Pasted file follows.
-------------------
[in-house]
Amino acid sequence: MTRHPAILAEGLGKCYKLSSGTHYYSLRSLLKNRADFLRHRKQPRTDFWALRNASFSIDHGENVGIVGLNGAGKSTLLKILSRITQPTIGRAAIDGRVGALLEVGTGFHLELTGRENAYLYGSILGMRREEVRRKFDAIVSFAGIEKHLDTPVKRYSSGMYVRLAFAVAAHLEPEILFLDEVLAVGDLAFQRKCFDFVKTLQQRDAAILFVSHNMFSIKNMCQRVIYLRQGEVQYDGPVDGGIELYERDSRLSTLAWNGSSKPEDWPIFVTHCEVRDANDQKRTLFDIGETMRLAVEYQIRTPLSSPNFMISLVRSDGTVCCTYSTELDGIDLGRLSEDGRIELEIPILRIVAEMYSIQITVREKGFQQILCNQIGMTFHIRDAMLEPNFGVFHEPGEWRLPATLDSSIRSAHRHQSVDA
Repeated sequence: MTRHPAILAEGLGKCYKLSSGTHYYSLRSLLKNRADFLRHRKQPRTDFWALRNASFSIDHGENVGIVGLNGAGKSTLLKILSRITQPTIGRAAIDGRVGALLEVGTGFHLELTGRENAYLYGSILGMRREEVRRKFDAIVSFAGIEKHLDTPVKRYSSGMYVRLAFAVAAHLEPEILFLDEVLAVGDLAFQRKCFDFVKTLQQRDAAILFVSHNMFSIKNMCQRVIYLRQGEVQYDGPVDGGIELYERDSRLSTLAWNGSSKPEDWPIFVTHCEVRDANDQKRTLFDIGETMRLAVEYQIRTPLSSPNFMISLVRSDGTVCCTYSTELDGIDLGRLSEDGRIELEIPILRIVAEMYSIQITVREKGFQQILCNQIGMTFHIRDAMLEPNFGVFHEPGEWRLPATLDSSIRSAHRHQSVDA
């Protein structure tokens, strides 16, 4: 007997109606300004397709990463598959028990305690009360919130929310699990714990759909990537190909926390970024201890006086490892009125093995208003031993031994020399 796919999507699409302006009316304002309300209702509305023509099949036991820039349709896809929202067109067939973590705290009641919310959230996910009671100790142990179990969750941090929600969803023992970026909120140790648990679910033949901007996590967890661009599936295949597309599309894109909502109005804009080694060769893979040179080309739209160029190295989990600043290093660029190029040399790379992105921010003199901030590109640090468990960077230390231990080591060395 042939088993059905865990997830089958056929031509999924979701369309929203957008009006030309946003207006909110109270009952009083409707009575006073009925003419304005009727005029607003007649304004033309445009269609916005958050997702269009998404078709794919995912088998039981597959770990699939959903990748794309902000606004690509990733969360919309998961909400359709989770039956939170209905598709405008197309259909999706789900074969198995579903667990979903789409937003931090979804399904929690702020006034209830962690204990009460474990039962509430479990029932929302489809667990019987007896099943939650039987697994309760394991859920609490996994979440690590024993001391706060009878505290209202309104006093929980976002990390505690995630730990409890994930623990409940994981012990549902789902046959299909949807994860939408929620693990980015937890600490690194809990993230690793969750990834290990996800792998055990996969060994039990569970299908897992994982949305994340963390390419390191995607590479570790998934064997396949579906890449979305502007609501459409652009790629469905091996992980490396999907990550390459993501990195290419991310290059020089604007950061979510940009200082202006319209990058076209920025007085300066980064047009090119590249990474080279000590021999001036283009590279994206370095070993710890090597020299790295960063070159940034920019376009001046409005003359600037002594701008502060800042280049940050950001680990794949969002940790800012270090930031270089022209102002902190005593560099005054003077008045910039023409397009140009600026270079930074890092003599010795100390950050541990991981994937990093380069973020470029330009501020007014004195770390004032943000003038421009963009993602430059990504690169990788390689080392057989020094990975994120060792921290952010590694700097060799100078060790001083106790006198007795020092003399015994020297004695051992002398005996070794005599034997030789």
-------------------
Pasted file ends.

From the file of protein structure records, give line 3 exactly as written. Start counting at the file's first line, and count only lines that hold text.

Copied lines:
Repeated sequence: MTRHPAILAEGLGKCYKLSSGTHYYSLRSLLKNRADFLRHRKQPRTDFWALRNASFSIDHGENVGIVGLNGAGKSTLLKILSRITQPTIGRAAIDGRVGALLEVGTGFHLELTGRENAYLYGSILGMRREEVRRKFDAIVSFAGIEKHLDTPVKRYSSGMYVRLAFAVAAHLEPEILFLDEVLAVGDLAFQRKCFDFVKTLQQRDAAILFVSHNMFSIKNMCQRVIYLRQGEVQYDGPVDGGIELYERDSRLSTLAWNGSSKPEDWPIFVTHCEVRDANDQKRTLFDIGETMRLAVEYQIRTPLSSPNFMISLVRSDGTVCCTYSTELDGIDLGRLSEDGRIELEIPILRIVAEMYSIQITVREKGFQQILCNQIGMTFHIRDAMLEPNFGVFHEPGEWRLPATLDSSIRSAHRHQSVDA